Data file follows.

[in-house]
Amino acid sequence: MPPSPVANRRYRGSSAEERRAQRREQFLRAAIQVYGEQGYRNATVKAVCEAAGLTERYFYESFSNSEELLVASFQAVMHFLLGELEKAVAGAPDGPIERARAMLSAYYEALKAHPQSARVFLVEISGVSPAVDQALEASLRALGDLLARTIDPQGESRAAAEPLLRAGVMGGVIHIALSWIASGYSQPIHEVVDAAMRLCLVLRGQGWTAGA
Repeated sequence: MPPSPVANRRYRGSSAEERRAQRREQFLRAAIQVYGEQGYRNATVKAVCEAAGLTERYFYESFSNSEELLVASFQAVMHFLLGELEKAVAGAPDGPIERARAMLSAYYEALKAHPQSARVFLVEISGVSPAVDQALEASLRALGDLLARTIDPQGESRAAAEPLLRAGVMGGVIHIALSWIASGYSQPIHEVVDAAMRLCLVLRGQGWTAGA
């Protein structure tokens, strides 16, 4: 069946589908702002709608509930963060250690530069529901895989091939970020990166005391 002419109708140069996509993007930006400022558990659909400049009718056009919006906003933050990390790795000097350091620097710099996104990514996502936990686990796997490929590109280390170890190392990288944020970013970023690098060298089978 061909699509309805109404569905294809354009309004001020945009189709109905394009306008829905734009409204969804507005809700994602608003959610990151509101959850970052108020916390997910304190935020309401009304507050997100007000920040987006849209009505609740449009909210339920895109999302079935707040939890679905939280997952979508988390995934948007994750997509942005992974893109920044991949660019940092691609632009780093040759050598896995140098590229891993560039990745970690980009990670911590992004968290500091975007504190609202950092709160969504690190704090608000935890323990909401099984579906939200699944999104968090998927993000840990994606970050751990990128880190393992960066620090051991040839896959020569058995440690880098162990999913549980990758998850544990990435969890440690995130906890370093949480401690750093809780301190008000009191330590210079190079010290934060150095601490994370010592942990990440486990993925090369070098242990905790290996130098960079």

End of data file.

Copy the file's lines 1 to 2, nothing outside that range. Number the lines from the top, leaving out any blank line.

[in-house]
Amino acid sequence: MPPSPVANRRYRGSSAEERRAQRREQFLRAAIQVYGEQGYRNATVKAVCEAAGLTERYFYESFSNSEELLVASFQAVMHFLLGELEKAVAGAPDGPIERARAMLSAYYEALKAHPQSARVFLVEISGVSPAVDQALEASLRALGDLLARTIDPQGESRAAAEPLLRAGVMGGVIHIALSWIASGYSQPIHEVVDAAMRLCLVLRGQGWTAGA